Administration
The revamped architecture of Exchange Server 2007 includes expanded options for administering OWA. You can use the Exchange Management Console or use the Exchange Management Shell. Configuration settings are stored in several places.
Exchange Management Console lets you access most of the possible configuration settings, such as enabling or disabling features using segmentation, attachment blocking, authentication, and accessing features like the calendar, Task List, and spellchecking. Anything that can be achieved in the Exchange Management Console can also be done using Exchange Management Shell tasks.
In addition, the Exchange Management Shell allows you to create and delete new virtual directories for OWA. You can also get finer control over per-user segmentation settings and change the default language setting, among others.
The Windows registry is the default store for forms-based authentication time-outs. (These settings are not available through Exchange Management Console or the Exchange Management Shell.) Through Active Directory® you can access OWA-specific settings like attachment blocking and segmentation. The IIS Metabase contains any settings (authentication, GZIP) that influence the behavior of IIS. And web.config holds ASP.NET settings such as "maxuploadsize," which controls the uploading of OWA attachments.

Authentication
OWA provides several choices for authentication at the server. After setup, security defaults to forms-based authentication. This, however, can be boosted in several ways as needed to conform to your organization's requirements. IIS will perform authentication against Active Directory to ensure that the user who is coming through has matching domain rights. You can also use basic authentication, digest authentication, RSA SecurID, or even SmartCard sign-in to access e-mail.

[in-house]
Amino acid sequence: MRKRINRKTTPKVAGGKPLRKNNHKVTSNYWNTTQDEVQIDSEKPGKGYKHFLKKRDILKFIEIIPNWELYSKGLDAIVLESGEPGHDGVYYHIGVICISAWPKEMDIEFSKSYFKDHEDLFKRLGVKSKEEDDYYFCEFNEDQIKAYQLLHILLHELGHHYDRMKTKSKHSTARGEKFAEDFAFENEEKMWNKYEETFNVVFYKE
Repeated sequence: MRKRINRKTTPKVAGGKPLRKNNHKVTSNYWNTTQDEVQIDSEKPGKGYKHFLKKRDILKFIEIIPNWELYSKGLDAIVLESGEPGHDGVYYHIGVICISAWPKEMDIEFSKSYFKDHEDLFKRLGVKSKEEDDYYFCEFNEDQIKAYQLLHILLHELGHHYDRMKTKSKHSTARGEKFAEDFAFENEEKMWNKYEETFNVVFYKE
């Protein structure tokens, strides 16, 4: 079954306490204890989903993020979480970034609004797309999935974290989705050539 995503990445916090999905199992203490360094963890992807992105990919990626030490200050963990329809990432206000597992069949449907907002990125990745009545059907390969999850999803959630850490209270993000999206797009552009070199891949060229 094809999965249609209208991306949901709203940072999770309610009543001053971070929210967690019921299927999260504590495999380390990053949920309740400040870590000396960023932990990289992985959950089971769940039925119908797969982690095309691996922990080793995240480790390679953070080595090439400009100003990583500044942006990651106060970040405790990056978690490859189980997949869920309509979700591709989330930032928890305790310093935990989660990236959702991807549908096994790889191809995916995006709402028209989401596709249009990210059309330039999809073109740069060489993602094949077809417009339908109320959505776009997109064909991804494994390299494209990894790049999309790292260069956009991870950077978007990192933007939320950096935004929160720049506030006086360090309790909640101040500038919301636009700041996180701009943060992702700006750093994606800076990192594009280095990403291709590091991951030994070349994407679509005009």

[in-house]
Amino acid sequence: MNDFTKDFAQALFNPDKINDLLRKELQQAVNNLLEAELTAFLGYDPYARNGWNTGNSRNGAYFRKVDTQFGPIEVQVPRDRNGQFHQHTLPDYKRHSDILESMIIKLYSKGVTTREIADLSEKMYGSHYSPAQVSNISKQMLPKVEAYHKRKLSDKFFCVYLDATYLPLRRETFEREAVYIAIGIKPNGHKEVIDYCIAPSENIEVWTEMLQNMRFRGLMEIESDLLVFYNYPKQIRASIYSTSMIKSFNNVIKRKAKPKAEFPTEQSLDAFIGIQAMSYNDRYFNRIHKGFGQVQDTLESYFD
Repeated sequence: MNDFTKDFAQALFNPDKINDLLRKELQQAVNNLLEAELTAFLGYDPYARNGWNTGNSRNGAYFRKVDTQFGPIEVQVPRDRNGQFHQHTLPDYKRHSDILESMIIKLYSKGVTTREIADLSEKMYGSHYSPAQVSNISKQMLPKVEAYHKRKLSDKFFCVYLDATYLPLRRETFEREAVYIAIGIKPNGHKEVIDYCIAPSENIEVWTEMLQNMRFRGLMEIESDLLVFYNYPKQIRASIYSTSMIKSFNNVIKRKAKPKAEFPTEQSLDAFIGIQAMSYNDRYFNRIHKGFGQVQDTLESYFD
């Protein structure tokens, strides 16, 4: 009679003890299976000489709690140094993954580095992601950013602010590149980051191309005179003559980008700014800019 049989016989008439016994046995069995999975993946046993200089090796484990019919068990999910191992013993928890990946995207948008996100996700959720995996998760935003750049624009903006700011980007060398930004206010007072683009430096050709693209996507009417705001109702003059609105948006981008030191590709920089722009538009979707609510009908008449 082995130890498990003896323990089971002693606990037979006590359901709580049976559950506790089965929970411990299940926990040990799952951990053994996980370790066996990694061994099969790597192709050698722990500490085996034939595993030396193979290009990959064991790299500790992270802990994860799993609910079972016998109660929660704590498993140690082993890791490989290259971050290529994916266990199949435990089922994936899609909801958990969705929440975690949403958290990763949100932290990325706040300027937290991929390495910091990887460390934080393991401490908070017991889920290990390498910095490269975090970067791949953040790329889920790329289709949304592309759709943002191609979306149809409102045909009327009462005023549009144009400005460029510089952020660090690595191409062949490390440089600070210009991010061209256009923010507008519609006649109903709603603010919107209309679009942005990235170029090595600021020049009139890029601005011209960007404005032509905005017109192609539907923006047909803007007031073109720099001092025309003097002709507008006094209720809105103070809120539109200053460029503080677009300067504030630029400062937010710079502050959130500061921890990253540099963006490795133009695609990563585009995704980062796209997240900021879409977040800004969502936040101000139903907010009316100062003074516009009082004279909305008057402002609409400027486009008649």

The strongest level of security for OWA is Windows Integrated, combining Kerberos and NTLM. In fact, Windows Integrated is required for Outlook Web Access 2007 Web Part access, as well as for CAS proxying between Active Directory sites. It also provides an extra benefit for users accessing OWA on an intranet—it provides single-sign-on with Windows client authentication, so you don't have to log onto OWA if you're already a trusted user.
If you use forms-based authentication, the default, OWA will automatically time out after a period of inactivity. Depending upon the user's choice of public or private machine (when asked on login), the timeout might be 15 minutes (for public machines), or it could be as much as 8 hours (for a private computer). The choice of public versus private machine is important for your users, because other security settings can also be configured differently depending upon this setting. You can, for instance, block attachments on public machines, or change authentication time-outs. Forms-based authentication is, basically, a four-step process as shown in Figure 2.